Staff writer at Detroit Lakes Newspapers and editor of MN Boomers magazine for the past 13 years. Living in DL with my cat, Smokey.
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For nine weeks now, the cast and crew of Playhouse 412's upcoming presentation, "Romantic Comedy," have been hard at work, getting ready for the local theater group's first stage production since 2004's "The Fantasticks." "It's been going very well," said Dave Goebel, the play's director, during a rehearsal break on Monday evening. "We practice one new scene per week." With seven scenes in the three-act play, that means the last two weeks have been spent on "tying it all together," Goebel noted. "We've been working out the final details, polishing and perfecting (the show)," he said.
The process of finding a new superintendent for Detroit Lakes Public Schools began in earnest Monday, with the first of three interviews with finalists for the position. First up was Douglas Froke of Windom Public Schools, who toured the district on Monday and spent that evening answering questions from the search committee. On Tuesday, following another tour, the board met with finalist No. 2, Kevin Wellen of Melrose Area Schools. The interviews will conclude this evening at 6 p.m.
"He was an excellent spinner of tall tales... tall, tall, tall tales," said Detroit Lakes dentist Dr. Tom Fritz, referring to his former partner, Dr. Curt Cherry. Cherry, 76, passed away last Wednesday, March 15, leaving behind a legacy of laughter, love, community service, and yes, dental artistry. "He had a lot of faithful patients, who loved him dearly," Fritz said. "I still see some of the things he did back in the 1940s and early 50s... his (former) patients point them out to me all the time.
When Carol McCarthy became the news director at KDLM Radio last month, it was familiar territory for the Detroit Lakes native. Though she hadn't worked in local news radio before, McCarthy did have seven years of previous radio broadcasting experience on her resume. "I missed radio," she said of her reasons for taking the job. "I had been thinking about it (getting back into broadcasting) for a while... the opportunity presented itself, and I decided to take it on." McCarthy, a 1987 graduate of Detroit Lakes High School, holds a degree in English from the College of St. Benedict in St.
Though it was Ted Schaum's "swan song" as a National Issues Forum facilitator, Wednesday's forum on "News Media & Society: How to Restore Public Trust" was as lively as any previous gabfest organized by the retired Minnesota State Univer-sity Moorhead professor. Despite relatively sparse at-tendance, with about two dozen people populating the conference center at Minnesota State Community & Technical College-Detroit Lakes, the discus-sion often became quite heated. At the heart of the debate was the issue of differentiating between what is fact, what is fic-tion, what is truth and what is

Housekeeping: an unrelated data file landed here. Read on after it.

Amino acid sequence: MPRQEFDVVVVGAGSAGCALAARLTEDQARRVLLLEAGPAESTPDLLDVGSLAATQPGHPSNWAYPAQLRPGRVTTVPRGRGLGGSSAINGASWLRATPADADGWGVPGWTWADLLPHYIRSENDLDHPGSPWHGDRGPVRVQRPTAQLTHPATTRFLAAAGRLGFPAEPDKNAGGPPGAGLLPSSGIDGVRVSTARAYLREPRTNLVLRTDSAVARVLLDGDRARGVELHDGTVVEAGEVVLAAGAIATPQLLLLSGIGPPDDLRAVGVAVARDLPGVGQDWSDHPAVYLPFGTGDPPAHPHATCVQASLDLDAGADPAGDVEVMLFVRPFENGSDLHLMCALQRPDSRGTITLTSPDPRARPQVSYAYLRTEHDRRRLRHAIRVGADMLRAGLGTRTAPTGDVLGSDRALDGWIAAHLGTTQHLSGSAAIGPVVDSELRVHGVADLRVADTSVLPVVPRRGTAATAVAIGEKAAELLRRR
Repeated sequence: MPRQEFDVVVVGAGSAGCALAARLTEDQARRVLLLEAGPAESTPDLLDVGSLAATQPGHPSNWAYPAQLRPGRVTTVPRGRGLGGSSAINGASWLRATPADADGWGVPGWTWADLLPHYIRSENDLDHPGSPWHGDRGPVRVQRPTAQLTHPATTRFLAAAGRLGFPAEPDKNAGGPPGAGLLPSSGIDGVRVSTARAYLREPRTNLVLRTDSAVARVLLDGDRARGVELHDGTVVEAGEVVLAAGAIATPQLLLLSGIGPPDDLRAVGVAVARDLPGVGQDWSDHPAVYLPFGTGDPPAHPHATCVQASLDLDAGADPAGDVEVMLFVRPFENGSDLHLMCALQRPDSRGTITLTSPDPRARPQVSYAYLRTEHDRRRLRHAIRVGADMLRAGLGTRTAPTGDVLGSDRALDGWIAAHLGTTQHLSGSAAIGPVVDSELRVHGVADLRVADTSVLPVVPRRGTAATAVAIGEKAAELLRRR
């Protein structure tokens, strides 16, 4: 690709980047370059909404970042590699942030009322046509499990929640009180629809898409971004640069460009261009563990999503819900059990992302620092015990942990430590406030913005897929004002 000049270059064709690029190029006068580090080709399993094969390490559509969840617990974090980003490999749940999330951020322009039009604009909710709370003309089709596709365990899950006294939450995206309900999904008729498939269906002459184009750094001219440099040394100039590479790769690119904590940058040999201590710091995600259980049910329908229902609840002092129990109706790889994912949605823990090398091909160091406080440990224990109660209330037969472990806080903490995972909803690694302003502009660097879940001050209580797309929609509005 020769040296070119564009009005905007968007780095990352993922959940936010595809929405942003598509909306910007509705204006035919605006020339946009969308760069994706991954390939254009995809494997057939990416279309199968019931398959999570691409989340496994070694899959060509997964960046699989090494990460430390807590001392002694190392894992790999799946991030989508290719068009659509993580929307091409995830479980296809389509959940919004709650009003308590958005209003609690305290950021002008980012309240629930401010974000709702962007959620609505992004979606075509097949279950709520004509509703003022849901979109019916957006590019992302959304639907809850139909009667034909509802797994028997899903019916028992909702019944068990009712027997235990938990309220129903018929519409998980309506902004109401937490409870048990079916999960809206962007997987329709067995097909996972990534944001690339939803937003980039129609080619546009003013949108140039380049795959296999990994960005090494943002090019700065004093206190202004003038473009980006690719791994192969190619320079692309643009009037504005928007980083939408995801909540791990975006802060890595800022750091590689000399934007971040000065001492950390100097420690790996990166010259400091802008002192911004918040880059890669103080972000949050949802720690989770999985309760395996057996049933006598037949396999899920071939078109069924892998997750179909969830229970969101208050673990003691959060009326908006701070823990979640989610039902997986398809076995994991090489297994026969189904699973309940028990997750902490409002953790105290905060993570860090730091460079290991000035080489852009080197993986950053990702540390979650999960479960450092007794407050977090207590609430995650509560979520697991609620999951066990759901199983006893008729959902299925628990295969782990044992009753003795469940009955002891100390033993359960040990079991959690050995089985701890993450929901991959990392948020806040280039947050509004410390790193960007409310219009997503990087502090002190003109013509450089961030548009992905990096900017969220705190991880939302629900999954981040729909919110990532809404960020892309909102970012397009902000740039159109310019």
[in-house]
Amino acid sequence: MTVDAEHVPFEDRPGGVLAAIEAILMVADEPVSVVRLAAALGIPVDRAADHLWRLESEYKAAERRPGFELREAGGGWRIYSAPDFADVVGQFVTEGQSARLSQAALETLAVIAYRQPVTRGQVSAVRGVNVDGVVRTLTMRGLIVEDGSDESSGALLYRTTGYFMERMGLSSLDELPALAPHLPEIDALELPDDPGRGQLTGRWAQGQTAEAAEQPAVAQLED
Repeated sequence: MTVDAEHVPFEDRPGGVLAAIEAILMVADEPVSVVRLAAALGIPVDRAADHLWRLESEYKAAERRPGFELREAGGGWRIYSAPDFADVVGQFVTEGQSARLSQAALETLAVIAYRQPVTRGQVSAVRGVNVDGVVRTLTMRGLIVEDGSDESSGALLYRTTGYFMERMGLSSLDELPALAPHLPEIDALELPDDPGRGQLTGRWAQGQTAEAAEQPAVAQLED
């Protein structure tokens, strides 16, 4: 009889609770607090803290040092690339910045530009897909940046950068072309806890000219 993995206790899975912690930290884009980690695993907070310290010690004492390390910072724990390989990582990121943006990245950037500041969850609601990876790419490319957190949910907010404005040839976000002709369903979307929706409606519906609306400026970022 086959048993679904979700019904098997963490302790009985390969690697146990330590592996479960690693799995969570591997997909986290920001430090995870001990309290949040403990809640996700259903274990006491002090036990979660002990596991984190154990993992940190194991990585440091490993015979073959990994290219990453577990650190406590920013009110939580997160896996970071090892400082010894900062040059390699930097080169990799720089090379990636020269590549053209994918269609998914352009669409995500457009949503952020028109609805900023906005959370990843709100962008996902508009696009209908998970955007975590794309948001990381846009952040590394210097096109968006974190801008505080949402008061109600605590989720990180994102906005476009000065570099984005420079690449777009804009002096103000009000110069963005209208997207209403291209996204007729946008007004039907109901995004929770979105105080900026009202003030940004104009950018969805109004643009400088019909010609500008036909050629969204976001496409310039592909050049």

It's been an eventful week for the Detroit Lakes School Board. Not only did the board members select three finalists for the position of district superintendent, and accept the resignation of district business manager Richard Lundeen (see related stories), but they also approved a major change in the "instructional delivery method" for the Detroit Lakes Middle School. This change, which will take effect for the 2006-07 school year, will move the middle school from a trimester class schedule to a semester schedule.
The Detroit Lakes School District will be undergoing some major changes this year, with a new superintendent scheduled to take the reins in July, and seven long-term instructors planning to retire. But perhaps the biggest change of all was approved at Monday night's school board meeting, when the board officially accepted the retirement resignation of Business Manager Richard Lundeen. His retirement will take effect on Sept.
The Detroit Lakes School Board narrowed its list of candidates for district superintendent from 13 to three at a special meeting Tuesday morning. Three finalists were selected to be interviewed for the position next week (a fourth finalist, whose name was not disclosed, withdrew their name from consideration "for personal reasons," according to Superintendent Lowell Niklaus).
"The dog ate my homework." You remember that hoary old excuse students from one generation to the next have used for not getting their homework assignments in on time? Well, thanks to a new student data reporting system known as Centerpoint, that excuse may soon become history. Because the system was just implemented district-wide at Detroit Lakes Public Schools this fall, staff and students are still discovering all its possible applications. But one intriguing possibility, according to Superintendent Lowell Niklaus, is that students may soon be able to receive their classroom assignm
It's been more than three decades since Rick Hanson walked through the doors of Lake Park Elementary School to teach a classroom full of fifth graders. During that time, he has completed a degree in education administration, served as a half time teacher, half time principal at Lake Park, then as a half-time principal in both the Lake Park and Audubon districts, and finally, when the districts began pairing and sharing for athletics and academics, he became a full-time elementary principal for Lake Park-Audubon Elementary School in Audubon. "I've been working in this building now for 20 ye